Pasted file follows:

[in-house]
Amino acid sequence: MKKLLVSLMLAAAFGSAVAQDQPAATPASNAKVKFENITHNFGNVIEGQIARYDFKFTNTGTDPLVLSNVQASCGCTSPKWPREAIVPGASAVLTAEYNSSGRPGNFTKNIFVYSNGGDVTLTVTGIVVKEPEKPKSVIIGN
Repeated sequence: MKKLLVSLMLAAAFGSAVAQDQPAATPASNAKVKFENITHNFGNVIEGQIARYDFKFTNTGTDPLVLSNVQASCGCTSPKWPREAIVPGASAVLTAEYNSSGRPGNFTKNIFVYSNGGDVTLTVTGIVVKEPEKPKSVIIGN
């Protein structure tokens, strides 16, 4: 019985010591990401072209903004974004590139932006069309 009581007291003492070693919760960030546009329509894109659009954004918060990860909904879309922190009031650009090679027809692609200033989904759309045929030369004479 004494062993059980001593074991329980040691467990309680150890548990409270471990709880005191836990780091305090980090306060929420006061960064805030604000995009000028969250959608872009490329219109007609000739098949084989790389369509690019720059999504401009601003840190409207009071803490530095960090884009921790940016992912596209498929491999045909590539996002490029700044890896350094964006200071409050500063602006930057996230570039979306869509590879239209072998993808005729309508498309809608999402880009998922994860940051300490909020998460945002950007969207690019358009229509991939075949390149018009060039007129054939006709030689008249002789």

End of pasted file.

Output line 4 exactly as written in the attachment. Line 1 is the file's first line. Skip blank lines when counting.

């Protein structure tokens, strides 16, 4: 019985010591990401072209903004974004590139932006069309 009581007291003492070693919760960030546009329509894109659009954004918060990860909904879309922190009031650009090679027809692609200033989904759309045929030369004479 004494062993059980001593074991329980040691467990309680150890548990409270471990709880005191836990780091305090980090306060929420006061960064805030604000995009000028969250959608872009490329219109007609000739098949084989790389369509690019720059999504401009601003840190409207009071803490530095960090884009921790940016992912596209498929491999045909590539996002490029700044890896350094964006200071409050500063602006930057996230570039979306869509590879239209072998993808005729309508498309809608999402880009998922994860940051300490909020998460945002950007969207690019358009229509991939075949390149018009060039007129054939006709030689008249002789």